FILE – Boxes of the drug mifepristone line a shelf at the West Alabama Women’s Center in Tuscaloosa, Ala., on Wednesday, March 16, 2022. Facebook and Instagram have begun promptly removing posts that offer abortion pills to women who may not be able to access them following a Supreme Court decision that stripped away constitutional protections for the procedure. (AP Photo/Allen G. Breed, File)

Meta said some posts about abortion pill access were removed due to “incorrect enforcement” of its policies after reports cited posts being blocked.  

Meanwhile, Republican senators are pressing President Biden to take action on security concerns the GOP raised about TikTok.  

This is Hillicon Valley, detailing all you need to know about tech and cyber news from Capitol Hill to Silicon Valley. Send tips to The Hill’s Rebecca KlarChris Mills Rodrigo and Ines Kagubare. Someone forward you this newsletter? Subscribe here.

Meta: ‘Incorrect enforcement’ on abortion pills posts

Posts about access to abortion pills through mail were blocked on Facebook due to an “incorrect enforcement” of the platform’s policies, a Meta spokesperson said.  

Spokesperson Andy Stone tweeted that Meta, Facebook’s parent company “discovered some instances” in which its policy banning attempts to buy, sell, trade, gift, request or donate pharmaceuticals was incorrectly enforced and added that the company is correcting them. 

  • Stone’s tweet was in response to a Motherboard report published Monday about the platform removing posts from users who mentioned that abortion pills can be mailed. 
  • A reporter for the outlet tested out the block by attempting to post the phrase “abortion pills can be mailed” on Facebook with a burner account. The post was flagged within seconds for violating the platform’s community standards.  
  • The Associated Press reported that a test post from a reporter offering to mail abortion pills was also removed, but when “abortion pills” was swapped out for “a gun” or “weed” it remained on the platform. The AP reported that posts about abortion pills were also removed on Instagram, which is also owned by Meta. 

Read more here.

GOP presses Biden on TikTok

A group of Senate Republicans led by Sens. Roger Wicker (Miss.) and Tom Cotton (Ark.) is pressing the Biden administration over what it sees as a failure to take seriously the national security concerns posed by TikTok, a popular video-hosting service.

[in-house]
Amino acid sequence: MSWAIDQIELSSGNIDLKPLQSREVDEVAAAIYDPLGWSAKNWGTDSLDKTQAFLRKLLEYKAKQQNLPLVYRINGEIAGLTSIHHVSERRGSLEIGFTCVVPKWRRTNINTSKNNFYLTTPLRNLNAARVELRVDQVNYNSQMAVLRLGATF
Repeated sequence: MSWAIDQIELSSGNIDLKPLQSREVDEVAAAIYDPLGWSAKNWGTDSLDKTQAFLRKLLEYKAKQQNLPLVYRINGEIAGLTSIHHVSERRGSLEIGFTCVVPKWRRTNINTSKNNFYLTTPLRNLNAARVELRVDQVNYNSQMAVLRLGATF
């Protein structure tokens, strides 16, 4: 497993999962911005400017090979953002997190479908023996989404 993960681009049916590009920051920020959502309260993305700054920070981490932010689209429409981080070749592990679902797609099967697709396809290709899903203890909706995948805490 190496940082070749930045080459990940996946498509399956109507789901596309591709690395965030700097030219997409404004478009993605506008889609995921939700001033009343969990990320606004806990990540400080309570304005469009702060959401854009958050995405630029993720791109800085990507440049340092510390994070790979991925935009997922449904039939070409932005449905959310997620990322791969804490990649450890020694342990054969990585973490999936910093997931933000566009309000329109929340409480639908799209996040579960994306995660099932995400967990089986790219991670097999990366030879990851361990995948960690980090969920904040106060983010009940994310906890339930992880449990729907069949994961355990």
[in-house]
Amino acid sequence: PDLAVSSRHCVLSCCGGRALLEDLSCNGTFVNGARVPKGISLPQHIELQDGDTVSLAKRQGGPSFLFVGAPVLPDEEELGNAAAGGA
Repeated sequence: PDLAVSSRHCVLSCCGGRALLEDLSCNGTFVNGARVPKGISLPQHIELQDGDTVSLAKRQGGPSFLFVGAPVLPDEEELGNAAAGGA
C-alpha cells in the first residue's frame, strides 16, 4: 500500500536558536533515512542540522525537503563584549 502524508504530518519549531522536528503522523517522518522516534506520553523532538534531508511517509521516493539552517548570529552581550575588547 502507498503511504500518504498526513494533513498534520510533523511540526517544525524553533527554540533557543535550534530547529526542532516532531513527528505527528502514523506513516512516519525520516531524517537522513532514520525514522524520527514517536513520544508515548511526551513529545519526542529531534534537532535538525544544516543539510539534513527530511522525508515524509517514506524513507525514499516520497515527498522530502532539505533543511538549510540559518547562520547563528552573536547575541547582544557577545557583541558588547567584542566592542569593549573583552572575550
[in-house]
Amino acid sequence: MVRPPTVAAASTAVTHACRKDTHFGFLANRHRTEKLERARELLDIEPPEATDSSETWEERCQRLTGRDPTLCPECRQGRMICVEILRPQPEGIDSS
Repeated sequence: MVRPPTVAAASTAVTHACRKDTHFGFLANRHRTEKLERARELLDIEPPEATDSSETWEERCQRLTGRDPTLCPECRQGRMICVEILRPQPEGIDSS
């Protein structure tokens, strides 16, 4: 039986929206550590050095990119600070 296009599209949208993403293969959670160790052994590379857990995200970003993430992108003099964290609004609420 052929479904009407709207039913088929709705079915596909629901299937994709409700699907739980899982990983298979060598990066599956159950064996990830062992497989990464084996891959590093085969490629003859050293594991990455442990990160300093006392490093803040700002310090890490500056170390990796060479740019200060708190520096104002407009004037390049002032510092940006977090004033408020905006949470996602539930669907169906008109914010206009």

In a letter to Treasury Secretary Janet Yellen, the lawmakers said the administration has failed to enforce an August 2020 order by former President Trump directing ByteDance, the Chinese company that owns TikTok, to divest its American assets and destroy any data it acquired through TikTok.   

  • “The Biden administration has seemingly done nothing to enforce the Aug. 14 order nearly two years since its promulgation. The results of the security reviews, likewise, have not been publicly released after one year,” the senators wrote.   
  • The lawmakers pointed out that media reports indicate Oracle has secured a deal to store all of TikTok’s U.S. data but argued that won’t address their national security concerns.   

Read more here.

NO PARTIES AT AIRBNBS

Airbnb announced Tuesday that its temporary ban on house parties and events will now be permanent

The short-term rental company first introduced the policy in 2020 as a way to comply with social distancing guidelines for the COVID-19 pandemic. 

“Over time, the party ban became much more than a public health measure,” the company wrote in a blog post. “It developed into a bedrock community policy to support our Hosts and their neighbors.” 

The now permanent policy bans “disruptive parties and events,” which include open-invite gatherings, at all Airbnb rentals. 

Read more about the announcement.

BITS & PIECES

An op-ed to chew on: Biden must rally against a Russia-led UN ‘cybercrime treaty’ 

Notable links from around the web: 

Facebook Labels Abortion Rights Vandals As Terrorists Following Roe Reversal (The Intercept / Sam Biddle) 

Google spam proposal sparks partisan backlash in Washington (The Verge / Makena Kelly) 

The pro-Trump web raced to debunk Jan. 6 testimony. Then they got confused (The Washington Post / Drew Harwell)

One more thing: Pelosi’s data push

Speaker Nancy Pelosi (D-Calif.) on Monday outlined several proposals House Democrats are weighing in response to the Supreme Court’s Friday ruling overturning Roe v. Wade, which had established a constitutional right to abortion.

In a letter to her troops, Pelosi said Democrats have been bracing for the high court’s action since a draft ruling was published by Politico early last month. 

Pelosi cited three specific proposals that House Democrats are considering — including one to protect reproductive health data, such as that stored on apps, from being collected and distributed to third parties. 

Read more here.

That’s it for today, thanks for reading. Check out The Hill’s Technology and Cybersecurity pages for the latest news and coverage. We’ll see you tomorrow.

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